The new Official Opposition: Gordon Brown MP

#1
From today's Independent. This is of course no more than a write-up of tomorrow's publication of Peston's biography of the Chancellor, but perhaps we havent heard the last of this story:
Brown seeks to win back public's trust with war guidelines
By Andrew Grice, Political Editor
19 January 2005

Gordon Brown wants to prevent a repeat of the mistakes made in the Iraq conflict by giving Parliament and the Cabinet more power and the public more information before the country goes to war.

The Chancellor is worried about the public's loss of trust in politicians and is drawing up proposals to restore it. His ideas include the creation of an elected House of Lords.

Friends of Mr Brown deny that his plans are an attack on Tony Blair. But the Chancellor's proposals on military action are bound to be seen as a criticism of the Prime Minister's actions on Iraq.

It is understood that Mr Brown would like the legal advice on going to war to be published so that MPs and the public know the basis on which military action was being taken. The Government has repeatedly refused to disclose the full advice from Lord Goldsmith, the Attorney General, in the approach to the Iraq conflict.

In Brown's Britain, a book about Mr Brown by Robert Peston, which will be published tomorrow, the collapse of trust in politicians is outlined as one of the Chancellor's main preoccupations.

The book says: "His agonising stems in part from the implicit criticism of Blair in his private analysis - which is that the recent collapse in the public's trust in the Prime Minister is directly linked to a widespread view that this government, and perhaps any government, will ride roughshod over the UK's sprawling constitution as and when it suits.

"This widespread cynicism, in Brown's view, was reinforced by the perception that inadequate information was provided by the Government to public and parliament, in the build up to war with Iraq, and that neither parliament nor Cabinet were consulted properly on the decision to go to war."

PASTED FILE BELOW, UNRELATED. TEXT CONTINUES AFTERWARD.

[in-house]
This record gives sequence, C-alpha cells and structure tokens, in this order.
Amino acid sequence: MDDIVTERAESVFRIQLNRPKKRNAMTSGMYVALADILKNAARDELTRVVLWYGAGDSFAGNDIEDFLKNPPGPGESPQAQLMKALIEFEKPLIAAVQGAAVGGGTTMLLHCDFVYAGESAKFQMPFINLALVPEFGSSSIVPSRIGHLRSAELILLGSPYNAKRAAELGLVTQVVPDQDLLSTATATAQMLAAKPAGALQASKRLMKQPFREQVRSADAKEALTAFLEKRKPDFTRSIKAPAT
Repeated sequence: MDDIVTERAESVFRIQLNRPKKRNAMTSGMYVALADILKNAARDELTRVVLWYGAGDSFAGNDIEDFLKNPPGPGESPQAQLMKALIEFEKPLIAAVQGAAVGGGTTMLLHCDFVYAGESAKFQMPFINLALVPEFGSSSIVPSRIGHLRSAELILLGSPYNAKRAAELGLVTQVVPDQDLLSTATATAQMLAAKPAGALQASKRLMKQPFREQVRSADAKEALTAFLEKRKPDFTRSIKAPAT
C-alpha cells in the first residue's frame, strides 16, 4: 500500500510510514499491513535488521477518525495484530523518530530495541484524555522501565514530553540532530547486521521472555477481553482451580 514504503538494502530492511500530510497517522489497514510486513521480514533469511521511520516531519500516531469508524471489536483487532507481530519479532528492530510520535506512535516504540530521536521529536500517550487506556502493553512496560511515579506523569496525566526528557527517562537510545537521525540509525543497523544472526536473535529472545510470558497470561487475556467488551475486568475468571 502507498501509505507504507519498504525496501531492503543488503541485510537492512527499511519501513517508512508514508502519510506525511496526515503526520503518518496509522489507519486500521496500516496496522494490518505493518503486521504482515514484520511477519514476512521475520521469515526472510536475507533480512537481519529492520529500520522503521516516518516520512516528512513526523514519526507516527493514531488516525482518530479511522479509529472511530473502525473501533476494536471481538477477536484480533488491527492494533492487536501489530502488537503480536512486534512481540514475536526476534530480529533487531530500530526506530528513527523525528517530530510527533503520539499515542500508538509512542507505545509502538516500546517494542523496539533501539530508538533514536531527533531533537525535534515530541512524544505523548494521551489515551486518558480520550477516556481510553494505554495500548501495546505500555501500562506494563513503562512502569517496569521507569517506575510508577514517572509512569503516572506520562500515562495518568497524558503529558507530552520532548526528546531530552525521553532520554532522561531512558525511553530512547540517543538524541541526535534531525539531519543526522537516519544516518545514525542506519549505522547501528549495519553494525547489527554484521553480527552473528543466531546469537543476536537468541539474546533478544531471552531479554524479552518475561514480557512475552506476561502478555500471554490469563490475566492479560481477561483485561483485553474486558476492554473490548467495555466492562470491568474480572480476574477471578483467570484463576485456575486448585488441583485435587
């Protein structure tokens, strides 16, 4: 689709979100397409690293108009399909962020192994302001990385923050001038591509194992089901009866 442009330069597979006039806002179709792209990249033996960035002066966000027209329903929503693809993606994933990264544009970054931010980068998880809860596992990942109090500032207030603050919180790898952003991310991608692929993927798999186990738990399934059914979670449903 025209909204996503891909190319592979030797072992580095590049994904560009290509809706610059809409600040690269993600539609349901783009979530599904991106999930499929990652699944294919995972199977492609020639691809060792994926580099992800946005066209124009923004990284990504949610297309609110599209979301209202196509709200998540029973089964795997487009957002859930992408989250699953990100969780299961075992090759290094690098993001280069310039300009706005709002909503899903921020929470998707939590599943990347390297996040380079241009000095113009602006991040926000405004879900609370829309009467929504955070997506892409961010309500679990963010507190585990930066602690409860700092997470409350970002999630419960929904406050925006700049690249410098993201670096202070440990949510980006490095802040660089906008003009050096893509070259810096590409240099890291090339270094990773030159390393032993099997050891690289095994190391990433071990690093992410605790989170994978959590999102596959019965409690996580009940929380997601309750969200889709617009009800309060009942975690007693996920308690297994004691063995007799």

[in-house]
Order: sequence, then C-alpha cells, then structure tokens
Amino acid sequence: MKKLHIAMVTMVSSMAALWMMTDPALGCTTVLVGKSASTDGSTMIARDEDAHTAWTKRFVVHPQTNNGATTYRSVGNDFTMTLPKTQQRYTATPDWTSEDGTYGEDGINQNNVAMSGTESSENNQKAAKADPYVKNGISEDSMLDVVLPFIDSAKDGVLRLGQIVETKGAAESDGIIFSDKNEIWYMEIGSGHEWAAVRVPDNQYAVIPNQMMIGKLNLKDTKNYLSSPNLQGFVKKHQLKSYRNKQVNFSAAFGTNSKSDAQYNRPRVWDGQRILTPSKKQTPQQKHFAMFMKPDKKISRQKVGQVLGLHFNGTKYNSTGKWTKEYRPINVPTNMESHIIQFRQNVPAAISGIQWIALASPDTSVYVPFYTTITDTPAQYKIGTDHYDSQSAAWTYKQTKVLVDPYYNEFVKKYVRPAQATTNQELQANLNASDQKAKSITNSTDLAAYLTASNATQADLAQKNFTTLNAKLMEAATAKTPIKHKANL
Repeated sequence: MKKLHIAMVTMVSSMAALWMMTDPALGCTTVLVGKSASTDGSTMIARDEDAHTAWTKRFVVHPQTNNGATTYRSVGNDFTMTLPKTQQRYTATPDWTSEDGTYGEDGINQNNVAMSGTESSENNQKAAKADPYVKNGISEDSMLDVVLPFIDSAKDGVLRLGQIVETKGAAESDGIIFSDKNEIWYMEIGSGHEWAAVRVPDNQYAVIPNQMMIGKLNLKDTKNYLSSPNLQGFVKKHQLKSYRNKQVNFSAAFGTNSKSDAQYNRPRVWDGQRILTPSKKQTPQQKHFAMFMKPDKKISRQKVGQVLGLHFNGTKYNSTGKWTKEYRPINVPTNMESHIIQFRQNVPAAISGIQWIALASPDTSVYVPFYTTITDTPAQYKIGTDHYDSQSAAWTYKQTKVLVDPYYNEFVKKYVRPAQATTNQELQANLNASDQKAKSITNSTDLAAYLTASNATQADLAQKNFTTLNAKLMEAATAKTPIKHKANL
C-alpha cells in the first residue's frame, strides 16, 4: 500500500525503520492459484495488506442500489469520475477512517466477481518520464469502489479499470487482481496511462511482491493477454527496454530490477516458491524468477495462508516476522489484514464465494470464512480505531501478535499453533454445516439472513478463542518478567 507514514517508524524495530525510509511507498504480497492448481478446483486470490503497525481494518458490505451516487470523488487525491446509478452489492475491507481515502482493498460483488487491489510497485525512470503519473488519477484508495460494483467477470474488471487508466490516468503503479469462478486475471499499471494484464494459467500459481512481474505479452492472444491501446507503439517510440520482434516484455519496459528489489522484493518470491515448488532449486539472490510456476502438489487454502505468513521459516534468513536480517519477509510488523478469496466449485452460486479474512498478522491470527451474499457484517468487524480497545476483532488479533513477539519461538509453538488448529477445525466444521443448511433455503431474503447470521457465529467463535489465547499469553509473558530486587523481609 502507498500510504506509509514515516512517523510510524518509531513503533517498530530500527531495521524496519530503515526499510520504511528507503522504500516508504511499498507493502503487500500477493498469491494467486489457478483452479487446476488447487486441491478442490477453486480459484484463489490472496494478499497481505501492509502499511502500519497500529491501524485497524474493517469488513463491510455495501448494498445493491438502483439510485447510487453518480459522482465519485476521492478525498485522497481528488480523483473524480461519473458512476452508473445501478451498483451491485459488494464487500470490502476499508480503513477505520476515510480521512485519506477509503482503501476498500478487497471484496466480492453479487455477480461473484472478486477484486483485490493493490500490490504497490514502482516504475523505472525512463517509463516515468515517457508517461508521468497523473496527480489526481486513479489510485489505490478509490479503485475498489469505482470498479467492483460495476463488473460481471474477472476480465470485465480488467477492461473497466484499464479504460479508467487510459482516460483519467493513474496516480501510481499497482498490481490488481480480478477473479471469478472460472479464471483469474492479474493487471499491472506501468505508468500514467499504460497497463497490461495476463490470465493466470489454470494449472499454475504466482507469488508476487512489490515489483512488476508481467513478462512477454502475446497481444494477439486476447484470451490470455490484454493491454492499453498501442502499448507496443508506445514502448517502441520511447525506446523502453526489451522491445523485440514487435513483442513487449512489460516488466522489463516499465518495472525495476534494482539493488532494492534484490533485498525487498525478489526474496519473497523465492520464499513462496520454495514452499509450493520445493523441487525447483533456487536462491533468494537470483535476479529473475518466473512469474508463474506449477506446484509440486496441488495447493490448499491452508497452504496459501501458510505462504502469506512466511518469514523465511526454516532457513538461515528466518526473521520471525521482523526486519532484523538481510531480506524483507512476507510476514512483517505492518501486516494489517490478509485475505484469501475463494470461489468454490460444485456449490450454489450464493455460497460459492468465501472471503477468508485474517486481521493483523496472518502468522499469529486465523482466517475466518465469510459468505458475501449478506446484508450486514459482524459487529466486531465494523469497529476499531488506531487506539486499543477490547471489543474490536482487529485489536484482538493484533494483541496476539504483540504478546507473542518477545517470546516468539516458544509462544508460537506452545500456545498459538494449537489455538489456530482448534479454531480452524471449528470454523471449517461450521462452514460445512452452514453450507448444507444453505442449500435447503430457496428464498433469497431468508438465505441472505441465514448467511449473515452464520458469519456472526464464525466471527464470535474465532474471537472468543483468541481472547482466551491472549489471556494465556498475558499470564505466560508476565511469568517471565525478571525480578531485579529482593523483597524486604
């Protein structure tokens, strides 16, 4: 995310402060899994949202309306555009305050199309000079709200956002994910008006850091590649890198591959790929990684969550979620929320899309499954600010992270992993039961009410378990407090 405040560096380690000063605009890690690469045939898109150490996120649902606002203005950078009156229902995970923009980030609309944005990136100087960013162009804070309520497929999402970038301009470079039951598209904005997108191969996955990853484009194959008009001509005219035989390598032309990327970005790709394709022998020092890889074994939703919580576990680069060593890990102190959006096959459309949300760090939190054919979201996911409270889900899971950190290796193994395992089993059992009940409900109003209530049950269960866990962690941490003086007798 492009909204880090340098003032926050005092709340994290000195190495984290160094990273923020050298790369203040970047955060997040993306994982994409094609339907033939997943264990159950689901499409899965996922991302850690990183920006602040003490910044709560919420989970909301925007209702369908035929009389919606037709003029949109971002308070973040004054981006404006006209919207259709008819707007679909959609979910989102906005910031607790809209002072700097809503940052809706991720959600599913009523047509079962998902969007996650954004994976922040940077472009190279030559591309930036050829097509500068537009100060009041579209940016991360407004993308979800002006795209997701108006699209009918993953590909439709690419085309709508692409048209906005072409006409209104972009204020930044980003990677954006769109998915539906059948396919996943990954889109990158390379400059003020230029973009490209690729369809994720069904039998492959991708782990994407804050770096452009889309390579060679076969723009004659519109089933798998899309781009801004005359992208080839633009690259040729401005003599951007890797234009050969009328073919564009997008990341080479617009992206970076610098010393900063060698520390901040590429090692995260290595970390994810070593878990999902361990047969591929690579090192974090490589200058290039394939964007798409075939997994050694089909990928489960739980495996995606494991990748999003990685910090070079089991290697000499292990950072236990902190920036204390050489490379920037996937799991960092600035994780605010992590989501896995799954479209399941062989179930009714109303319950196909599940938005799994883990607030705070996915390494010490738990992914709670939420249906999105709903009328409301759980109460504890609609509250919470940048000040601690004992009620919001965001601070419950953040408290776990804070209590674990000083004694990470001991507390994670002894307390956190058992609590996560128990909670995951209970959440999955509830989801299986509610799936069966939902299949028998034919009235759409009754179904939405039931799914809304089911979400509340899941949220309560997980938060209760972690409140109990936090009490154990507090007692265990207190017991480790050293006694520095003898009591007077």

Although the cabinet ministers Jack Straw and Robin Cook insisted on a Commons vote before the Iraq war, there is no obligation for a prime minister to have one.

According to Peston's book, Mr Brown may call for the UK to codify the "many and disparate elements of its constitution" in a comprehensible statement similar to a written constitution. Friends say Mr Brown believes his decision in 1997 to transfer decisions on interest rates to the Bank of England, which won Labour trust on the economy, now needs to be matched by action to restore trust in politics generally.

After criticism of Mr Blair's "sofa government," with crucial decisions taken by small groups in the Prime Minister's study, the Chancellor wants to strengthen the formal role of cabinet committees. While Mr Blair has retained an appointed House of Lords, Mr Brown wants to make it more democratic. "He wants an elected second chamber," one Brown adviser told The Independent.

Peston writes: "Brown has now set himself up as the official opposition to Blair within the very heart of the Cabinet."
source http://news.independent.co.uk/uk/politics/story.jsp?story=602294
 
#2
While no lover of this government by any means, he has raised some very valid points.

A great pity the opposition parties in the house are so inept, reminds me of a rudderless ship. :(

Not good for the country or the Nation, Brown is the better of the two.

What a state to get into, when thats the only choice we are likely to get :evil:
 
#4
Hold on a minute!!!!! Loss of trust in the Government over Irac!!!! Isn't this the same git!!! who brought in HOW MANY STEALTH TAXES!!!!!!!!!!

For Gods sake lets not let this one in the door!!!!!!!!! :evil: :evil:

He will have every working man in the UK bankrupt by the end of his term in office!!!!!!!! :evil:
 
#5
doctordeath said:
Hold on a minute!!!!! Loss of trust in the Government over Irac!!!! Isn't this the same git!!! who brought in HOW MANY STEALTH TAXES!!!!!!!!!!